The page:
Physical Description

The Hornby refrigerator van is a four-wheel vehicle with a central sliding door on each side. The body is finished in white, the base is black and roof grey. Small black letters indicate the weight, truck number and other details.



85 mm


60 mm


175 mm



The first No.1 refrigerator vans were advertised by Meccano in 1923 but apparently went on sale before that, in a white livery with large 'MR' (Midland Railway) enamel black clip-on letters. A short time later a transfer with the wording 'Refrigerator Van' was added in black to the hinged doors. The early refrigerator vans were made of the Meccano nut-and-bolt construction but in 1927 they were changed to the tab construction. The hinged doors were altered to sliding ones in 1931 together with automatic couplings. In most cases the refrigerator vans were white with the various company letters in black transfers (LMS, GW, and NE). However a pink version of the SR van appeared from 1928. After the Second World War the No.1 refrigerator vans continued to be made from 1948 but in the LMS and NE liveries only. In 1954 they were both replaced by a new British Rail livery which continued until 1957.

This refrigerator van is finished in a British Rail livery which Hornby introduced to their toy railway rolling stock between 1954 and 1957. The four private British railway companies were nationalised in January 1948 to become British Rail but it took until 1954 for Hornby to catch up with what was happening in the full-size British railways.

Graebe, Chris and Julie, "The Hornby Gauge 0 System", New Cavendish Books, London, 2002



This toy railway van is part of a large collection purchased by the Museum in 1985 from the tin toy collector, Ken Finlayson. As a boy, Finlayson admired steam trains but never owned a train set. As an adult he began collecting Hornby model trains, and his interest spread to other toy trains and tin toys. He increased his collection at auctions, swap meets and market stalls, and through his connections with toy dealers and other serious collectors. Some toys were simply found sitting neglected on the shelves of remote country newsagencies, brand new and never opened.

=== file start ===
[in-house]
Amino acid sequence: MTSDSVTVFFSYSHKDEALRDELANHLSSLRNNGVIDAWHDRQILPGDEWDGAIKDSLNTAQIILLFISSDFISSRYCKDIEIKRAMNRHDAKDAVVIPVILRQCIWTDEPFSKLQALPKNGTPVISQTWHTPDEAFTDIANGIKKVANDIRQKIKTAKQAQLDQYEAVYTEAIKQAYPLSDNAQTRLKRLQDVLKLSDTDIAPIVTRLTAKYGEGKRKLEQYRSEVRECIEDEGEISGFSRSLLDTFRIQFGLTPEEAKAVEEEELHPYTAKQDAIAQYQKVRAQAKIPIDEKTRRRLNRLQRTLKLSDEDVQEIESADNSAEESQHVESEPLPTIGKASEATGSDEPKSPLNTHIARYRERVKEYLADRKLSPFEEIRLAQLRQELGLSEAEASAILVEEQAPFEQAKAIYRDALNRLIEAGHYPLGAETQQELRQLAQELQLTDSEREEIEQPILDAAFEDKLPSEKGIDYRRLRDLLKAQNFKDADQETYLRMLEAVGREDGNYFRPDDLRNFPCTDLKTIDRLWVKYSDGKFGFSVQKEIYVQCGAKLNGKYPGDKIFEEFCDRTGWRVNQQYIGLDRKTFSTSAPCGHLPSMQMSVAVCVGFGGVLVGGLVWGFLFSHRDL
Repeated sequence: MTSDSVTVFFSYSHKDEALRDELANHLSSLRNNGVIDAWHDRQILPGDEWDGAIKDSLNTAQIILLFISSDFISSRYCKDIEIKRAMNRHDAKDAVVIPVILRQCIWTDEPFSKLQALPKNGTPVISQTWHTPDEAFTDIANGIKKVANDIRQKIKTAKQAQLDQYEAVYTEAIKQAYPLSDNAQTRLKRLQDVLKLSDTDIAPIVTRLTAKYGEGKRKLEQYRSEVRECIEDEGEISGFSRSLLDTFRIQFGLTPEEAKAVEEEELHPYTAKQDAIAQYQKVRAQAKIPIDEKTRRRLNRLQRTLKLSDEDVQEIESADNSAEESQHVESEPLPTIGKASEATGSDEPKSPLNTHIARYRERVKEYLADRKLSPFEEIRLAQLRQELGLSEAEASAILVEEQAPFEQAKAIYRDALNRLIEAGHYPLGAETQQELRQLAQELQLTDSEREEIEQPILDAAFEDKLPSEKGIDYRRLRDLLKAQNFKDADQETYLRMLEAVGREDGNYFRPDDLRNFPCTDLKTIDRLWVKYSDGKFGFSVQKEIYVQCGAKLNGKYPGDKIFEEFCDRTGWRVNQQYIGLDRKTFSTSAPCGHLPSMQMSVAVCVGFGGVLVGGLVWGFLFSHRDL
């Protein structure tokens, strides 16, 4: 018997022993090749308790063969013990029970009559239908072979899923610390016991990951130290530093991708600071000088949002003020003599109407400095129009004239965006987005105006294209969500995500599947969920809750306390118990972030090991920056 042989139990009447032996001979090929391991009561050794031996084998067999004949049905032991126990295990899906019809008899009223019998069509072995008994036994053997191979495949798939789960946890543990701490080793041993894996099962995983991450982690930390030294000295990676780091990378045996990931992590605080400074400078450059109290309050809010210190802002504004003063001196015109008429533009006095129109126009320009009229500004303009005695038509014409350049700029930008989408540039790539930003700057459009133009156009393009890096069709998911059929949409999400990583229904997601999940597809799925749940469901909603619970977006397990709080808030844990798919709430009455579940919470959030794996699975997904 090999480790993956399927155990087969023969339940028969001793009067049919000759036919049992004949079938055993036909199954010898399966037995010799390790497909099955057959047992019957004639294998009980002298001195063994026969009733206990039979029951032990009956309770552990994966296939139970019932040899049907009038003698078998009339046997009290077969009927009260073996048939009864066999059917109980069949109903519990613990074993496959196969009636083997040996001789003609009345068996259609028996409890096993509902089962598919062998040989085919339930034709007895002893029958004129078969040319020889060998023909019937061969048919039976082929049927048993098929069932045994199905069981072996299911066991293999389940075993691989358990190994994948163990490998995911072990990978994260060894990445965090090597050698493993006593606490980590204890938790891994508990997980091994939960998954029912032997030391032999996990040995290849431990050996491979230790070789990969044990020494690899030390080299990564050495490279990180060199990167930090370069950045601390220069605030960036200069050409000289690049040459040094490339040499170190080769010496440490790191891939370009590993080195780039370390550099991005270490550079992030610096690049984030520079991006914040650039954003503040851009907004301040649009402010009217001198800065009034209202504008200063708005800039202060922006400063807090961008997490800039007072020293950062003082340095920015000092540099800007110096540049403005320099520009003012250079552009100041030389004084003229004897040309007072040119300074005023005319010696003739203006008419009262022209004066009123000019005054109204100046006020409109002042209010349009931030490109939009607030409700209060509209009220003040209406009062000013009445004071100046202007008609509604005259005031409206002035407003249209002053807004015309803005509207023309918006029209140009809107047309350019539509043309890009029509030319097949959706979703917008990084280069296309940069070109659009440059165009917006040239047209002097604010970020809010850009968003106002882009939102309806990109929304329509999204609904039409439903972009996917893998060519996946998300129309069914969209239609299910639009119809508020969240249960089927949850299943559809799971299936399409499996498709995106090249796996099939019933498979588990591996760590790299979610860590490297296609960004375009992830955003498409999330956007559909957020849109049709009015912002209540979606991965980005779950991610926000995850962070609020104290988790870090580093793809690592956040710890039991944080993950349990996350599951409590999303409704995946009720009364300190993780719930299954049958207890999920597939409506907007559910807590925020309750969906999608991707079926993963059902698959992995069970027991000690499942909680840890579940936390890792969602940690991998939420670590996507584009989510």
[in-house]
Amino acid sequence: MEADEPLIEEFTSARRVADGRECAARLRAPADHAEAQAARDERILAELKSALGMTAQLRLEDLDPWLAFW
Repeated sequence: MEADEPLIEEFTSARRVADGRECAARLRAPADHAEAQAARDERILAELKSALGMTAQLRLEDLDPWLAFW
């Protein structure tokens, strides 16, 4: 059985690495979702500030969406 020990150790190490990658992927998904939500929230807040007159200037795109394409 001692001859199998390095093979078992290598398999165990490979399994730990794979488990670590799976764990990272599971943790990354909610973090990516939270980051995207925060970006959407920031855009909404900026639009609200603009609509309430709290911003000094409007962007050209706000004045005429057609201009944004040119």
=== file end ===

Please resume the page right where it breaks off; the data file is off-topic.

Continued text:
Finlayson's knowledge and love of toys brought him a collection of nearly 2000 items, including highly collectable tin-plate toys manufactured by respected names such as Carette, Bing, Marklin and Lehmann, as well as a variety of other German, English and Japanese makers. The Finlayson collection contains every type of transport toy - cars, trucks, tractors, fire engines, buses, motorcycles, aeroplanes, ships and trains, as well as novelty toys, robots, kitchen toys and Meccano sets. It represents the type of toys that were available in Australia throughout most of the twentieth century, including ones made here by Boomaroo, Wyn-toy, Cyclops, Ferris and Robilt. These Australian toys were usually built from heavy-gauge pressed steel rather than thin tin plate, making them sturdy enough for rough treatment in Australian backyards and sandpits.

Cite this Object


Hornby BR refrigerator van No 1 2020, Museum of Applied Arts & Sciences, accessed 25 September 2020, <>


{{cite web |url= |title=Hornby BR refrigerator van No 1 |author=Museum of Applied Arts & Sciences |access-date=25 September 2020 |publisher=Museum of Applied Arts & Sciences, Australia}}